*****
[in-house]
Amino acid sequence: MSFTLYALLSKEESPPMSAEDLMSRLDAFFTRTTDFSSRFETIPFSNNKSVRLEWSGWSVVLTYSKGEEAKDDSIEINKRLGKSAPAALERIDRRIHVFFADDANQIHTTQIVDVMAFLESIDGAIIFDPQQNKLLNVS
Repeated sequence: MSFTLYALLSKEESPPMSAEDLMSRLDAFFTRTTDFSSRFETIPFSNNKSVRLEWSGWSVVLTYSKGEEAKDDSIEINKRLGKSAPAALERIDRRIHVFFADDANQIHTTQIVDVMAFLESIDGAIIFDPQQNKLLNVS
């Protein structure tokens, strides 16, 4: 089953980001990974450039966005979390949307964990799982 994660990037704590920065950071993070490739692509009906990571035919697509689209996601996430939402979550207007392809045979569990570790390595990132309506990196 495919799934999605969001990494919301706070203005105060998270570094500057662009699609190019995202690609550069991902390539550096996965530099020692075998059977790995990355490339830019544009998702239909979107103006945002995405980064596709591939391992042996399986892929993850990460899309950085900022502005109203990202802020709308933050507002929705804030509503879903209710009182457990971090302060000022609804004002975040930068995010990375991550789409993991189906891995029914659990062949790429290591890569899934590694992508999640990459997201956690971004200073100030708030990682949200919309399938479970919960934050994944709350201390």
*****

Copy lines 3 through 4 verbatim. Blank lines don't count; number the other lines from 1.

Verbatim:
Repeated sequence: MSFTLYALLSKEESPPMSAEDLMSRLDAFFTRTTDFSSRFETIPFSNNKSVRLEWSGWSVVLTYSKGEEAKDDSIEINKRLGKSAPAALERIDRRIHVFFADDANQIHTTQIVDVMAFLESIDGAIIFDPQQNKLLNVS
């Protein structure tokens, strides 16, 4: 089953980001990974450039966005979390949307964990799982 994660990037704590920065950071993070490739692509009906990571035919697509689209996601996430939402979550207007392809045979569990570790390595990132309506990196 495919799934999605969001990494919301706070203005105060998270570094500057662009699609190019995202690609550069991902390539550096996965530099020692075998059977790995990355490339830019544009998702239909979107103006945002995405980064596709591939391992042996399986892929993850990460899309950085900022502005109203990202802020709308933050507002929705804030509503879903209710009182457990971090302060000022609804004002975040930068995010990375991550789409993991189906891995029914659990062949790429290591890569899934590694992508999640990459997201956690971004200073100030708030990682949200919309399938479970919960934050994944709350201390």